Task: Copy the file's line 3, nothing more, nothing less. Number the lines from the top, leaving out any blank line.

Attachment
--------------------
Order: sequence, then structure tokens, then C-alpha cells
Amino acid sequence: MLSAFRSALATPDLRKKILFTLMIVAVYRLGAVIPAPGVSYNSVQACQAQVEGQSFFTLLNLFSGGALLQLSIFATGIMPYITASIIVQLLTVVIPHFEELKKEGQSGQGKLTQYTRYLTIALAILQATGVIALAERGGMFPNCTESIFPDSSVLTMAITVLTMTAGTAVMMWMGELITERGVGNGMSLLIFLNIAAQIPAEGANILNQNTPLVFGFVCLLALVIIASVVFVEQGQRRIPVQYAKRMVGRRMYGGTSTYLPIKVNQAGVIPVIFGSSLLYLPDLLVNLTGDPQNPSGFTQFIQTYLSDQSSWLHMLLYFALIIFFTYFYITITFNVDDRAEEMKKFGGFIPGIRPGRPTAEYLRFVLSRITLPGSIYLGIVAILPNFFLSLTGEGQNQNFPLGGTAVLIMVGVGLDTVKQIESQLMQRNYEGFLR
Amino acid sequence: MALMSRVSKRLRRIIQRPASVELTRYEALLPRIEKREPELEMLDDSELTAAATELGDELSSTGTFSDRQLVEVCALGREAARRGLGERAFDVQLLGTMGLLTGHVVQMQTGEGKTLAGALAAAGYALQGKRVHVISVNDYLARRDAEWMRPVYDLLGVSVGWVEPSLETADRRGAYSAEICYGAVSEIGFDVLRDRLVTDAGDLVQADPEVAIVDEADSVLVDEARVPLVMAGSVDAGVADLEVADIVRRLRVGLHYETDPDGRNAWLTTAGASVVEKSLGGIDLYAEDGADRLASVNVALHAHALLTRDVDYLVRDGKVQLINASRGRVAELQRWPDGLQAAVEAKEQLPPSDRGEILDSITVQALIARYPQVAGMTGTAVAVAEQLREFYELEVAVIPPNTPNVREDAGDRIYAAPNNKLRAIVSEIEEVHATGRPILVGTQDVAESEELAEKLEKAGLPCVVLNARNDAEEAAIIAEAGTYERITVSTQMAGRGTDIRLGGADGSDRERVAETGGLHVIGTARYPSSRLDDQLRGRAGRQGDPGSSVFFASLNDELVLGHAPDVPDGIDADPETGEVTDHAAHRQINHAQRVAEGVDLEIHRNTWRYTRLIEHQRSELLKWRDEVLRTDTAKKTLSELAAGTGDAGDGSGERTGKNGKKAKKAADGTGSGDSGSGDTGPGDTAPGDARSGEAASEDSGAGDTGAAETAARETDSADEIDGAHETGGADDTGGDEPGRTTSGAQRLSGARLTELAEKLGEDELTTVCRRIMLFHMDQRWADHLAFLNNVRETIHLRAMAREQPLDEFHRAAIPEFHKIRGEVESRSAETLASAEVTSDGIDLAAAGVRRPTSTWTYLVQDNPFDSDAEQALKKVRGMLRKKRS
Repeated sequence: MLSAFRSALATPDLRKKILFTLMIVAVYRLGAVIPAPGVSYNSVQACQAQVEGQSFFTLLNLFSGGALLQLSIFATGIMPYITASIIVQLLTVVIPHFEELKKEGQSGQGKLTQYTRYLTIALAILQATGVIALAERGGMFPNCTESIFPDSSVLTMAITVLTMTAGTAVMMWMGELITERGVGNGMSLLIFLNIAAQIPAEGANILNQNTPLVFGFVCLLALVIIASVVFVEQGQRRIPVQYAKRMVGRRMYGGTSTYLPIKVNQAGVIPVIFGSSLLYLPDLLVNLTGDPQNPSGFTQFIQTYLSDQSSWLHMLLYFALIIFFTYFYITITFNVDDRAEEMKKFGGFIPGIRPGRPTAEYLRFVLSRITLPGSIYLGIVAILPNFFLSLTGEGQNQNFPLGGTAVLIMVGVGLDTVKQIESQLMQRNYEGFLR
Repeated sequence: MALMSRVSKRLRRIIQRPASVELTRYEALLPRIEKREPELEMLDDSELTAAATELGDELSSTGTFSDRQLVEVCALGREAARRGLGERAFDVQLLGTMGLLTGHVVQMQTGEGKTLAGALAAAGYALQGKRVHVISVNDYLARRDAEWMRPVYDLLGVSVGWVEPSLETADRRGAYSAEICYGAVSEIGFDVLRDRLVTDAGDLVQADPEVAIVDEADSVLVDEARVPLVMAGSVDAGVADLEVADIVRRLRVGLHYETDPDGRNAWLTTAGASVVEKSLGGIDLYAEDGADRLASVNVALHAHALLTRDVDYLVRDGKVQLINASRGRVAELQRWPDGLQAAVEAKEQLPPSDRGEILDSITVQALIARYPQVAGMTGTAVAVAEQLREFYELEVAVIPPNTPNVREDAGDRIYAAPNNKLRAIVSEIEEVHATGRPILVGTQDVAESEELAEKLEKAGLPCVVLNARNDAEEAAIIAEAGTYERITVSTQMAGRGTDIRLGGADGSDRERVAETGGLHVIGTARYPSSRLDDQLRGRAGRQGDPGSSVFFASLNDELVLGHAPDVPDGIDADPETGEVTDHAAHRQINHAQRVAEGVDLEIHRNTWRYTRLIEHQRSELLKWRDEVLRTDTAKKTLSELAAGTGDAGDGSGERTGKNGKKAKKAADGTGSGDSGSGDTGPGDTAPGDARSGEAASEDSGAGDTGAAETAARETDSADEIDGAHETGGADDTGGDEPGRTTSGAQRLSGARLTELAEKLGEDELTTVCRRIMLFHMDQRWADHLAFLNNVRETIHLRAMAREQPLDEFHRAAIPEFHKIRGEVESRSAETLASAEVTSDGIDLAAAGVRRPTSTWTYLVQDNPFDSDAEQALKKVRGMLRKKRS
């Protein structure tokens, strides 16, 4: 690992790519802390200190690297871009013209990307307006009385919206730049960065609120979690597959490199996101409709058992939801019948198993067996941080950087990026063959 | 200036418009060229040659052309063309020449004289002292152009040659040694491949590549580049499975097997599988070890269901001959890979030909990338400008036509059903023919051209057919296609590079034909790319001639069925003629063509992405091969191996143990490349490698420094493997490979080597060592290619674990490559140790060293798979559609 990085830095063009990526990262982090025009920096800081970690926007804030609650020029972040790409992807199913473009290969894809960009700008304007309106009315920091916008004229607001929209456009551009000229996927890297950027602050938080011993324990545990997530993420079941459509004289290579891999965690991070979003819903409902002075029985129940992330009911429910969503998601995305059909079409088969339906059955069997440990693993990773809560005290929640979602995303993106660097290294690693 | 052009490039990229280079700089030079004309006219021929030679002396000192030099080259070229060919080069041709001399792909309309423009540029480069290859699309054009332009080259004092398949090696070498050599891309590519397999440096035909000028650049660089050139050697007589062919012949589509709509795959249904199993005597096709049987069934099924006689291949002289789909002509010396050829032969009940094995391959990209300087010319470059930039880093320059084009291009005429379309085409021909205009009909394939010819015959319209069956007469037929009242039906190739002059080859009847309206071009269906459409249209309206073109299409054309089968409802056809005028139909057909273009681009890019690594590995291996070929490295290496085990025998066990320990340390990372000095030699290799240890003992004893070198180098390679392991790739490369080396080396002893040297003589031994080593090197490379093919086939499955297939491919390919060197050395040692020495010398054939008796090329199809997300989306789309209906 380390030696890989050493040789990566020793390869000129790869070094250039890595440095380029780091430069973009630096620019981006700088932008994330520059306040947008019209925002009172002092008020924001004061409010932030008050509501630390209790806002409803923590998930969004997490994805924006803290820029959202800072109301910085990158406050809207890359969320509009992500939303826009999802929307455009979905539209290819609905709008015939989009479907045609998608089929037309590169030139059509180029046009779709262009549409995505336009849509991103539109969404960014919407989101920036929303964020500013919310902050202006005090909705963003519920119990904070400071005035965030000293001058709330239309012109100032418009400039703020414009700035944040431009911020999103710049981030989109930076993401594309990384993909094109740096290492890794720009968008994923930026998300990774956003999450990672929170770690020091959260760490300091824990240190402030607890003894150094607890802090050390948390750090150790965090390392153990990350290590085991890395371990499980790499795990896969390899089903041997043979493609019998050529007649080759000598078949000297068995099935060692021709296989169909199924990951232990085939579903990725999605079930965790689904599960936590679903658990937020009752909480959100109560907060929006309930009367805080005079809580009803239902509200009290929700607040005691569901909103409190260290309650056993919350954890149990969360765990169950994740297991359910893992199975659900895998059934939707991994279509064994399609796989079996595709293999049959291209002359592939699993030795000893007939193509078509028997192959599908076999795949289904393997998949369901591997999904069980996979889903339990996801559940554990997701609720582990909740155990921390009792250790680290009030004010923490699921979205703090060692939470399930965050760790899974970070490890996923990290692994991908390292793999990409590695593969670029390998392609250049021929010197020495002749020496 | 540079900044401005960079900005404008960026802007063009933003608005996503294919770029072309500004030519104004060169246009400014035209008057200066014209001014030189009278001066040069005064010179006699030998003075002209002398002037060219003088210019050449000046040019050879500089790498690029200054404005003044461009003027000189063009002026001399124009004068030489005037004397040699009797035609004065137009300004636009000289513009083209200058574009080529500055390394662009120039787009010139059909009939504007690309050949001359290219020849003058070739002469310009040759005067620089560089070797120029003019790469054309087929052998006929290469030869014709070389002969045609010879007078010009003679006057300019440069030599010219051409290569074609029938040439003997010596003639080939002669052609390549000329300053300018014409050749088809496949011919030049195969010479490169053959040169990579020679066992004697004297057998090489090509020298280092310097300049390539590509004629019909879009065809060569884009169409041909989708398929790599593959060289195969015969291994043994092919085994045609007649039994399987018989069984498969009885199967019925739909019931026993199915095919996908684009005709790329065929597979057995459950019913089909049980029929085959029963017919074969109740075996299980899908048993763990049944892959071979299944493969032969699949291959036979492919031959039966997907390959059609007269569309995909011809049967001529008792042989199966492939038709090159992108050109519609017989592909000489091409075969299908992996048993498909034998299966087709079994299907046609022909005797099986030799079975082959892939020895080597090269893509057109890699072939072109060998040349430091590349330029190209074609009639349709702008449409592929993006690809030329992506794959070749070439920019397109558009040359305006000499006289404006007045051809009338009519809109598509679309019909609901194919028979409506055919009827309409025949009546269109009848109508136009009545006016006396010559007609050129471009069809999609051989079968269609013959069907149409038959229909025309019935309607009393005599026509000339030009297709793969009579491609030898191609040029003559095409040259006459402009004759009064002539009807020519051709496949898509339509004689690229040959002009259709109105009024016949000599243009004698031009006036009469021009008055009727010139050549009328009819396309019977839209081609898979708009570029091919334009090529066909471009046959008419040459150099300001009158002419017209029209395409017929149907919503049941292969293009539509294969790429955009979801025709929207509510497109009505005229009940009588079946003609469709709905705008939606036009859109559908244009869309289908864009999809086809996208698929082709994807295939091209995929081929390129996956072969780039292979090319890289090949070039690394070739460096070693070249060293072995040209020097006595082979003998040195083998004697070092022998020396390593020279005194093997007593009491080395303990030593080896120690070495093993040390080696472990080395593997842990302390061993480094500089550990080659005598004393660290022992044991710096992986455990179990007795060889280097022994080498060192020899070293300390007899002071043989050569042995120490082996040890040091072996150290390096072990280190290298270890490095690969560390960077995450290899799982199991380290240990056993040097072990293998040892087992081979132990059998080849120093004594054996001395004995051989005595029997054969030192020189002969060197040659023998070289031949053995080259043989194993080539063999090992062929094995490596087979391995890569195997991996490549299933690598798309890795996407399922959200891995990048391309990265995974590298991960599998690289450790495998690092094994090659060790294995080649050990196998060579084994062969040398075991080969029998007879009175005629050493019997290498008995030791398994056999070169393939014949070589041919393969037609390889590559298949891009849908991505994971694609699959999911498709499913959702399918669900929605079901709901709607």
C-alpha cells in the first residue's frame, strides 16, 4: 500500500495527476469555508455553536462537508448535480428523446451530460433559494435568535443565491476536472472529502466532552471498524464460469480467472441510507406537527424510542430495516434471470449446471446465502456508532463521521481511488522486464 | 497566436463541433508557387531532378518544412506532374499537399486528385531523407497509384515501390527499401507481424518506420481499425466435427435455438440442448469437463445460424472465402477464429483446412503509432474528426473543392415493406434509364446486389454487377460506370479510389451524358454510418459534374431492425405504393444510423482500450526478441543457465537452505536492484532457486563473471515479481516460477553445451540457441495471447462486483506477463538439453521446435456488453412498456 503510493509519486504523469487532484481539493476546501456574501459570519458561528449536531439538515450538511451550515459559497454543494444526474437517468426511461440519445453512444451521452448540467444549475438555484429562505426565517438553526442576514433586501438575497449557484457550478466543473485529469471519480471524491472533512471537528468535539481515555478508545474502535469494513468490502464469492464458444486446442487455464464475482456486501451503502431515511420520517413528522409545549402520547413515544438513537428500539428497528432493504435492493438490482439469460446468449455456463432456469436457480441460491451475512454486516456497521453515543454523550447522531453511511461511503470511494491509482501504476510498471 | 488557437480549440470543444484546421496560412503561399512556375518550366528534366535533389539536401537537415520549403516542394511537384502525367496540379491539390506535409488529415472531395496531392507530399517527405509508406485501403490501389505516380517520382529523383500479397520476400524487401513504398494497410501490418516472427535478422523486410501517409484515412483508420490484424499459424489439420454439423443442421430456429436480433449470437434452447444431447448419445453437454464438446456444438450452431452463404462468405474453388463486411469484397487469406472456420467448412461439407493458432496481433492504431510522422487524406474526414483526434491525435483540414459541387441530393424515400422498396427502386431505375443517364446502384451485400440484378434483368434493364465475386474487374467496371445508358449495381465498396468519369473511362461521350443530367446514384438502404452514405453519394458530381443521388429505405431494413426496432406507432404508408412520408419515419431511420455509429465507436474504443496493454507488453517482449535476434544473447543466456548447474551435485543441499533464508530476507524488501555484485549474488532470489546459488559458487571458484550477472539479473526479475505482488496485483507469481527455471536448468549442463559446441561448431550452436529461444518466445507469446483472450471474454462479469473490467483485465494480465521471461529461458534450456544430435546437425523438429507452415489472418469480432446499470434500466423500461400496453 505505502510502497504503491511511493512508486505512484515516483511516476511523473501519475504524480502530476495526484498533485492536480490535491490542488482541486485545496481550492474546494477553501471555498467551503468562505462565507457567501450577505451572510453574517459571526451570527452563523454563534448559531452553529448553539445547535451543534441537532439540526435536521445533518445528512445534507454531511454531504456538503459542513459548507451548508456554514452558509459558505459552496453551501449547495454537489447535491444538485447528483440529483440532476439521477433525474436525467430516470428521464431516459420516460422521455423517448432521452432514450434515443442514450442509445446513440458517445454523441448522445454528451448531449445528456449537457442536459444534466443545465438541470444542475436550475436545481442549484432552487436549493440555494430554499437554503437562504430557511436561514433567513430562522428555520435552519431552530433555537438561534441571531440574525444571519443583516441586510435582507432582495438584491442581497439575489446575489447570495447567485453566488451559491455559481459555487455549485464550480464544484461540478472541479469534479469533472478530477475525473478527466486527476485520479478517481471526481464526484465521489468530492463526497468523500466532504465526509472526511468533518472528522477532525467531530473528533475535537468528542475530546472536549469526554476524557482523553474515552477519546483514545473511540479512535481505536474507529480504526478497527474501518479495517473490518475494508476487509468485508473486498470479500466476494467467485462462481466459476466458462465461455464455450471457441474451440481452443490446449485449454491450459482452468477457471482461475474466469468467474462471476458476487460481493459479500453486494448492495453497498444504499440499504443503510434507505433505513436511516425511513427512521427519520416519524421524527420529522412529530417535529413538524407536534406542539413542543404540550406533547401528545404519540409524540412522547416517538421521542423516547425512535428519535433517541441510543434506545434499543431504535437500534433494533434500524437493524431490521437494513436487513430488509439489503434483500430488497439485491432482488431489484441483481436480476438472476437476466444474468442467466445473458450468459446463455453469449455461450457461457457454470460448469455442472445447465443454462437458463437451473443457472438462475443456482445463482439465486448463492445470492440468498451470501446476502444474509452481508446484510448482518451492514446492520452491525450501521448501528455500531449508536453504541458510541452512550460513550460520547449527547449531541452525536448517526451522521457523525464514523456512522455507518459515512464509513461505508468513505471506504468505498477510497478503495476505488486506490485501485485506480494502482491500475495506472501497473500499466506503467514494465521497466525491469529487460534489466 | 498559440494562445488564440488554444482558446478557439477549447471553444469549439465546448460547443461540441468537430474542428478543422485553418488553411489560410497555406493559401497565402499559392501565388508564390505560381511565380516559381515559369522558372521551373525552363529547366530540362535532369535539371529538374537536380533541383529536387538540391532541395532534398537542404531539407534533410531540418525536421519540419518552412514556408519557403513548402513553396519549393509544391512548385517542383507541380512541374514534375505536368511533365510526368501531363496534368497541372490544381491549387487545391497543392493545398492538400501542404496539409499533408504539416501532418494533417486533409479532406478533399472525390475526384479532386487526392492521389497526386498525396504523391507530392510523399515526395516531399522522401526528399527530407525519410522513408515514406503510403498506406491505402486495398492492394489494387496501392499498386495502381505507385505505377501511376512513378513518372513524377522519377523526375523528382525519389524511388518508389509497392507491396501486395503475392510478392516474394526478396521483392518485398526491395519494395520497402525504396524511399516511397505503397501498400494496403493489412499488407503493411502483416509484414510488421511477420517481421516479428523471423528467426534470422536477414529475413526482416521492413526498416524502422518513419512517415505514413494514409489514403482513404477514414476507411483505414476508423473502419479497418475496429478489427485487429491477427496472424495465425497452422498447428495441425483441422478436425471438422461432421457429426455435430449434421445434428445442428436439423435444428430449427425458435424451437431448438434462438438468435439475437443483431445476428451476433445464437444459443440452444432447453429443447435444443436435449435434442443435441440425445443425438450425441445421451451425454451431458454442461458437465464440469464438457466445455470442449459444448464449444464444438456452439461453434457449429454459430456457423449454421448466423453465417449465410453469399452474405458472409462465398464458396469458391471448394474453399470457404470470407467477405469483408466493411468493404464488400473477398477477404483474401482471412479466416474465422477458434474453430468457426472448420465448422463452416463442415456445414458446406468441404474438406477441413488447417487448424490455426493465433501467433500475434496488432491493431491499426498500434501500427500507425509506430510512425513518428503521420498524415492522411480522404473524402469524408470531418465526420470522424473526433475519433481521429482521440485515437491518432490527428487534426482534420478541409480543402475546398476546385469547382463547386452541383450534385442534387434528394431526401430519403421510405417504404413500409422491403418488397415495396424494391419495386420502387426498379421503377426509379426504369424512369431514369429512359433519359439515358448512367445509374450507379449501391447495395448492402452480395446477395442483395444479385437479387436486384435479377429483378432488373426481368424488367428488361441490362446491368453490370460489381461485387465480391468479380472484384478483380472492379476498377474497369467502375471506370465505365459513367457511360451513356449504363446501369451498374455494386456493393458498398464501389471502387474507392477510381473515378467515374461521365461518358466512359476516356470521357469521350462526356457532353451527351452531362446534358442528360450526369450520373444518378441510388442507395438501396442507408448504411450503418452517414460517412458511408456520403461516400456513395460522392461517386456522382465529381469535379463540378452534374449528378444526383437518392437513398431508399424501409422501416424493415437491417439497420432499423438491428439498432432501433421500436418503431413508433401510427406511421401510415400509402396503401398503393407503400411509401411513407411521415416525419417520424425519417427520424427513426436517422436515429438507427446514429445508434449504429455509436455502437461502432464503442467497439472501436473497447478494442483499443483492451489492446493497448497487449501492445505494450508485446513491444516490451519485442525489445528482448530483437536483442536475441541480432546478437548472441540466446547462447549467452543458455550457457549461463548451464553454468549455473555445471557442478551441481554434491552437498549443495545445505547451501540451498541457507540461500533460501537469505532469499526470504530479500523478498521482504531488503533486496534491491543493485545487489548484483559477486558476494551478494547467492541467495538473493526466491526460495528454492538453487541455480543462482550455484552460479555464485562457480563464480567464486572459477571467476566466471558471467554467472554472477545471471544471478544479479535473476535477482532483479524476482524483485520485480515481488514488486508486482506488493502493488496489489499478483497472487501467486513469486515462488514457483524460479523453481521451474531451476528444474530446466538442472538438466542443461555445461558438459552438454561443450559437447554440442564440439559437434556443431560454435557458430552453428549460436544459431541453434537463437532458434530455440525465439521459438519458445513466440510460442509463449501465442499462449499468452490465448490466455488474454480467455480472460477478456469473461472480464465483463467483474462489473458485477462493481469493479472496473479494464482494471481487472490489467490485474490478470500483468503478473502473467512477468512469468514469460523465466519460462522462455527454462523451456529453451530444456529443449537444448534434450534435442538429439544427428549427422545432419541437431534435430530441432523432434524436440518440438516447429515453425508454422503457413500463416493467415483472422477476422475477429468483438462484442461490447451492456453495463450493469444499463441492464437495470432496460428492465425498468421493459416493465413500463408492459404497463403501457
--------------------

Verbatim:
Amino acid sequence: MALMSRVSKRLRRIIQRPASVELTRYEALLPRIEKREPELEMLDDSELTAAATELGDELSSTGTFSDRQLVEVCALGREAARRGLGERAFDVQLLGTMGLLTGHVVQMQTGEGKTLAGALAAAGYALQGKRVHVISVNDYLARRDAEWMRPVYDLLGVSVGWVEPSLETADRRGAYSAEICYGAVSEIGFDVLRDRLVTDAGDLVQADPEVAIVDEADSVLVDEARVPLVMAGSVDAGVADLEVADIVRRLRVGLHYETDPDGRNAWLTTAGASVVEKSLGGIDLYAEDGADRLASVNVALHAHALLTRDVDYLVRDGKVQLINASRGRVAELQRWPDGLQAAVEAKEQLPPSDRGEILDSITVQALIARYPQVAGMTGTAVAVAEQLREFYELEVAVIPPNTPNVREDAGDRIYAAPNNKLRAIVSEIEEVHATGRPILVGTQDVAESEELAEKLEKAGLPCVVLNARNDAEEAAIIAEAGTYERITVSTQMAGRGTDIRLGGADGSDRERVAETGGLHVIGTARYPSSRLDDQLRGRAGRQGDPGSSVFFASLNDELVLGHAPDVPDGIDADPETGEVTDHAAHRQINHAQRVAEGVDLEIHRNTWRYTRLIEHQRSELLKWRDEVLRTDTAKKTLSELAAGTGDAGDGSGERTGKNGKKAKKAADGTGSGDSGSGDTGPGDTAPGDARSGEAASEDSGAGDTGAAETAARETDSADEIDGAHETGGADDTGGDEPGRTTSGAQRLSGARLTELAEKLGEDELTTVCRRIMLFHMDQRWADHLAFLNNVRETIHLRAMAREQPLDEFHRAAIPEFHKIRGEVESRSAETLASAEVTSDGIDLAAAGVRRPTSTWTYLVQDNPFDSDAEQALKKVRGMLRKKRS